"˜Nanospears' Could Lead to Better Solar Cells, Lasers, Lighting

  • newswise-fullscreen "˜Nanospears' Could Lead to Better Solar Cells, Lasers, Lighting

    Credit: B.A. Rupert/Missouri University of Science and Technology

    Jay A. Switzer, the Professor of Discovery at Missouri University of Science and Technology, has developed a method to grow zinc oxide "nanospears" on silicon. The method may lead to more efficient solar cells as well as solid-state lighting and other applications.

  • newswise-fullscreen "˜Nanospears' Could Lead to Better Solar Cells, Lasers, Lighting

    Credit: Image courtesy of Jay A. Switzer/Missouri University of Science and Technology

    This graphic depicts how zinc oxide "nanospears" (shown in red) grow from the surface of a silicon crystal.

Newswise — Growing " and precisely aligning " microscopic, spear-shaped zinc oxide crystals on a surface of single-crystal silicon, researchers at Missouri University of Science and Technology may have developed a method to make more efficient solar cells.

Dr. Jay A. Switzer and his colleagues at Missouri S&T report in the journal Chemistry of Materials that their simple, inexpensive process could also lead to new materials for ultraviolet lasers, solid-state lighting and piezoelectric devices.

"It's kind of like growing rock candy crystals on a string," says Switzer, the Donald L. Castleman/Foundation for Chemical Research Professor of Discovery at Missouri S&T. But instead of using sugar water and string, Switzer's team grows the zinc oxide "nanospears" on the single-crystal silicon placed in a beaker filled with an alkaline solution saturated with zinc ions. The process yields tilted, single-crystal, spear-shaped rods that grow out of the silicon surface, like tiny spikes.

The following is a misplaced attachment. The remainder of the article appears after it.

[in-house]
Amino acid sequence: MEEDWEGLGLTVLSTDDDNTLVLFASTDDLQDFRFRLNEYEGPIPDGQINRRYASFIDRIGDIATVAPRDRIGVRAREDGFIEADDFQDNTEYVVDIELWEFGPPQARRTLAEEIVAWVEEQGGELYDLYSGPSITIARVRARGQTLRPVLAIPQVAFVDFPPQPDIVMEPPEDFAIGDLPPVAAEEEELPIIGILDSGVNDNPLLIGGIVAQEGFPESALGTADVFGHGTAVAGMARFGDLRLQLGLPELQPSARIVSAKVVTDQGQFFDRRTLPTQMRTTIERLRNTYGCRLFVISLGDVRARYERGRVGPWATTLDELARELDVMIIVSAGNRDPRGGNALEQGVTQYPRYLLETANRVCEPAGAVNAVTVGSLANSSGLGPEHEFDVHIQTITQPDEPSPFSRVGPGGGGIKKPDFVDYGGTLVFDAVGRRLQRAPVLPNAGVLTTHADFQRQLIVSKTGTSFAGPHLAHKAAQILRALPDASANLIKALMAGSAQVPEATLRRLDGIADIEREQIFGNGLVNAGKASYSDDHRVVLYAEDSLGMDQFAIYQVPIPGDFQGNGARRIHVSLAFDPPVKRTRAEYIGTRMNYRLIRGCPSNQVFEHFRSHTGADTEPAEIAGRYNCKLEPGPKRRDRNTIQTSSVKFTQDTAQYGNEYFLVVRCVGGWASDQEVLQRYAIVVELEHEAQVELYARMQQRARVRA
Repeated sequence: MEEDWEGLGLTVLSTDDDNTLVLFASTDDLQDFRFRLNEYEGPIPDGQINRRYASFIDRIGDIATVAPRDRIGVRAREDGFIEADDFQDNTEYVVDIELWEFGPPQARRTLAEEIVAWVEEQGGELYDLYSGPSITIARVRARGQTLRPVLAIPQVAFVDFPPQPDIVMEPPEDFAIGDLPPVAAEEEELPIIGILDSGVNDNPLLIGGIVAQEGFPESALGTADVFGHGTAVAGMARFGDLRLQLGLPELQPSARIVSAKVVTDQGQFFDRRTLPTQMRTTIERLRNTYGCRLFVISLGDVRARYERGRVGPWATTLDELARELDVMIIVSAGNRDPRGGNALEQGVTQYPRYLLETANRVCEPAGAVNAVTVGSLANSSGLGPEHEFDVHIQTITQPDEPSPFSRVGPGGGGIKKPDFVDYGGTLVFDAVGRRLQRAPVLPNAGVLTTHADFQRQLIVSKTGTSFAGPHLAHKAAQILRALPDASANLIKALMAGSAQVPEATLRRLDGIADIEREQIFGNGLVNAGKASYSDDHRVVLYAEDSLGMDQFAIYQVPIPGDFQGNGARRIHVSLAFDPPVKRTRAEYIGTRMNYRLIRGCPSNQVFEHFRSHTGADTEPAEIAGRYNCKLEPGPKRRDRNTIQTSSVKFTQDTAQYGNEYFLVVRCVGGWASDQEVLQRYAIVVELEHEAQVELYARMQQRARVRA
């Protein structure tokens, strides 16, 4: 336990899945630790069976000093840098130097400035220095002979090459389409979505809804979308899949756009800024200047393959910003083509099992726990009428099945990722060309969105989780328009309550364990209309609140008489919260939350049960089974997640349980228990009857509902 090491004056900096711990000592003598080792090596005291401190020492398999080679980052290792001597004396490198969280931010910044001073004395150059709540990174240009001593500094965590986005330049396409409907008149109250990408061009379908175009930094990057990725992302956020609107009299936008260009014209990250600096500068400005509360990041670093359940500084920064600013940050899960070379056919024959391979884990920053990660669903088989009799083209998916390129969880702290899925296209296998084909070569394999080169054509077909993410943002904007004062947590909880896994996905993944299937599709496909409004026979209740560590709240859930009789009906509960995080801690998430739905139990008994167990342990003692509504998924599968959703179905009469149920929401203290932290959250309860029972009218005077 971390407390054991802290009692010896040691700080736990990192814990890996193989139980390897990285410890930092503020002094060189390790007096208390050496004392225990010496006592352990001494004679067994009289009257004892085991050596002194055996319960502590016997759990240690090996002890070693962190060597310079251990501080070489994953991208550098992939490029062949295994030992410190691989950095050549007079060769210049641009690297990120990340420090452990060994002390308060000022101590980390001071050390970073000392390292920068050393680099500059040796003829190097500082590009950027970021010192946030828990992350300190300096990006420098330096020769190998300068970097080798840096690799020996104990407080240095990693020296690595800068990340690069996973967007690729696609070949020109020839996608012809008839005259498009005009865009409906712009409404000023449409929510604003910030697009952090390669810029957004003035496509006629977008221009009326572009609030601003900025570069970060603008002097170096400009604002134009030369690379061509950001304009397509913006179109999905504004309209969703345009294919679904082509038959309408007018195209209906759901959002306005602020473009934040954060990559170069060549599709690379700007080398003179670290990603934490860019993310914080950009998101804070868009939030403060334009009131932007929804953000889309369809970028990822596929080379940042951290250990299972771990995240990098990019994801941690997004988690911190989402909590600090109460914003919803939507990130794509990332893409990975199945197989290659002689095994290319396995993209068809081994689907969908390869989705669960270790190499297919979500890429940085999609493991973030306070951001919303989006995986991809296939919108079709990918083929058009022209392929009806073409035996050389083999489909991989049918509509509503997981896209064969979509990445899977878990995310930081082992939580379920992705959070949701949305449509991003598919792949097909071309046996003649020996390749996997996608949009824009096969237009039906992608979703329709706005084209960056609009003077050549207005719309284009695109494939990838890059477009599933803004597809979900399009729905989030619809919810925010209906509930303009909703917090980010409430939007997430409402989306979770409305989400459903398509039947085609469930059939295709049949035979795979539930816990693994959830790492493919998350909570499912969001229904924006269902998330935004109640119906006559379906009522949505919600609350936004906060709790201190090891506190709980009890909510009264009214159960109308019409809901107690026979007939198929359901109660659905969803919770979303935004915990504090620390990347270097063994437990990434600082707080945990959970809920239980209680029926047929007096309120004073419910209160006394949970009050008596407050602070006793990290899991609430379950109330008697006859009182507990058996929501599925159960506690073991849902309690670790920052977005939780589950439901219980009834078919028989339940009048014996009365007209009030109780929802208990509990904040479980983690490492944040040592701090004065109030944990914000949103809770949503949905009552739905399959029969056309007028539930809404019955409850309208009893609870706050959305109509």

The spears are about 100-200 nanometers in diameter " hundreds of times smaller than the width of a human hair " and about 1 micrometer in length. A nanometer " visible only with the aid of a high-power electron microscope " is one billionth of a meter, and some nanomaterials are only a few atoms in size.

The research is reported today (Tuesday, Aug. 11) in the journal's online ASAP ("as soon as publishable" ) section and will appear in an upcoming issue. The complete article, titled "Tilted Epitaxial ZnO Nanospears on Si(001) by Chemical Bath Deposition," is available on the ASAP website at http://pubs.acs.org/doi/abs/10.1021/cm9010019.

Zinc oxide is a semiconductor that possesses some unusual physical properties, Switzer says. The material both absorbs and emits light, so it could be used in solar cells to absorb sunshine as well as in lasers or solid-state lighting as an emitter of light.

Silicon is also a semiconductor, but it absorbs light at a different part of the spectrum than zinc oxide. By growing zinc oxide on top of the silicon, "you're putting two semiconductors on top of each other," thereby widening the spectrum from which a solar cell could draw light, Switzer says.

"You can absorb more light and possibly get more power out" with a zinc oxide-silicon solar cell, he says.

Previous efforts to grow zinc oxide on silicon have been limited to expensive ultra-high-vacuum methods, and because of silicon's high reactivity, it's been impossible to deposit the zinc oxide directly, without the use of a third material as a buffer. In addition, previous attempts to align the two materials epitaxially " or perfectly one on top of the other " have been unsuccessful until now. By tilting the nanospears 51 degrees, Switzer and his team have reduced the mismatch from 40 percent to just 0.2 percent, a near-perfect alignment.

Epitaxially aligning the zinc oxide and silicon is important to ensure higher efficiency, Switzer says.

Switzer's research is supported through a four-year, $700,000 grant from the Department of Energy's Office of Basic Energy Sciences, Materials Sciences and Engineering Division.

Switzer's co-authors for the Chemistry of Materials paper are Guojun Mu and Rakesh V. Gudavarthy, both graduate students in the Chemistry Department at Missouri S&T, and Dr. Elizabeth A. Kulp, a postdoctoral associate at Missouri S&T.

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